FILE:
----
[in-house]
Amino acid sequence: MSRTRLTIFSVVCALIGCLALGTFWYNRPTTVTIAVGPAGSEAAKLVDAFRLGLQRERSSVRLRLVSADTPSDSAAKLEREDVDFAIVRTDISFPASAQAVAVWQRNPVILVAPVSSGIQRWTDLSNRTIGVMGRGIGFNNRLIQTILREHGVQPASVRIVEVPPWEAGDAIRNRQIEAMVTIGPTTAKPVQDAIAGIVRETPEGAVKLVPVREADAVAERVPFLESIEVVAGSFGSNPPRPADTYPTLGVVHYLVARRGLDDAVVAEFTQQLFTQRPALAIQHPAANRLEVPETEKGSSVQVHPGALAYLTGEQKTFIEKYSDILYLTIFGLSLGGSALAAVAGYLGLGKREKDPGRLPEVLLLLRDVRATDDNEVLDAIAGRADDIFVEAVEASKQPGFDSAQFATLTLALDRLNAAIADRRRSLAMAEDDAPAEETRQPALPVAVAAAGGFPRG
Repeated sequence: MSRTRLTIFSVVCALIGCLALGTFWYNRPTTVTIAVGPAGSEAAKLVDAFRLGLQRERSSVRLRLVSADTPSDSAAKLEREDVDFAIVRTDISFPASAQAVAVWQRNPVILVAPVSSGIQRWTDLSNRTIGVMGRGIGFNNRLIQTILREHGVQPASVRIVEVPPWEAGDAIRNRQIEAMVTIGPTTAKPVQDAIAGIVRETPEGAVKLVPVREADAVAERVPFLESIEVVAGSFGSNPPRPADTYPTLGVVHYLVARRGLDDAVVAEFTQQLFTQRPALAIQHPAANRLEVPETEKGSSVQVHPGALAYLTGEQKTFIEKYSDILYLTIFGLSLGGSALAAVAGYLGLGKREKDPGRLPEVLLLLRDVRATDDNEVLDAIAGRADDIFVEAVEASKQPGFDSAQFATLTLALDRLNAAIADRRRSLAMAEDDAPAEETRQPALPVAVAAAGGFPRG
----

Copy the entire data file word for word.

[in-house]
Amino acid sequence: MSRTRLTIFSVVCALIGCLALGTFWYNRPTTVTIAVGPAGSEAAKLVDAFRLGLQRERSSVRLRLVSADTPSDSAAKLEREDVDFAIVRTDISFPASAQAVAVWQRNPVILVAPVSSGIQRWTDLSNRTIGVMGRGIGFNNRLIQTILREHGVQPASVRIVEVPPWEAGDAIRNRQIEAMVTIGPTTAKPVQDAIAGIVRETPEGAVKLVPVREADAVAERVPFLESIEVVAGSFGSNPPRPADTYPTLGVVHYLVARRGLDDAVVAEFTQQLFTQRPALAIQHPAANRLEVPETEKGSSVQVHPGALAYLTGEQKTFIEKYSDILYLTIFGLSLGGSALAAVAGYLGLGKREKDPGRLPEVLLLLRDVRATDDNEVLDAIAGRADDIFVEAVEASKQPGFDSAQFATLTLALDRLNAAIADRRRSLAMAEDDAPAEETRQPALPVAVAAAGGFPRG
Repeated sequence: MSRTRLTIFSVVCALIGCLALGTFWYNRPTTVTIAVGPAGSEAAKLVDAFRLGLQRERSSVRLRLVSADTPSDSAAKLEREDVDFAIVRTDISFPASAQAVAVWQRNPVILVAPVSSGIQRWTDLSNRTIGVMGRGIGFNNRLIQTILREHGVQPASVRIVEVPPWEAGDAIRNRQIEAMVTIGPTTAKPVQDAIAGIVRETPEGAVKLVPVREADAVAERVPFLESIEVVAGSFGSNPPRPADTYPTLGVVHYLVARRGLDDAVVAEFTQQLFTQRPALAIQHPAANRLEVPETEKGSSVQVHPGALAYLTGEQKTFIEKYSDILYLTIFGLSLGGSALAAVAGYLGLGKREKDPGRLPEVLLLLRDVRATDDNEVLDAIAGRADDIFVEAVEASKQPGFDSAQFATLTLALDRLNAAIADRRRSLAMAEDDAPAEETRQPALPVAVAAAGGFPRG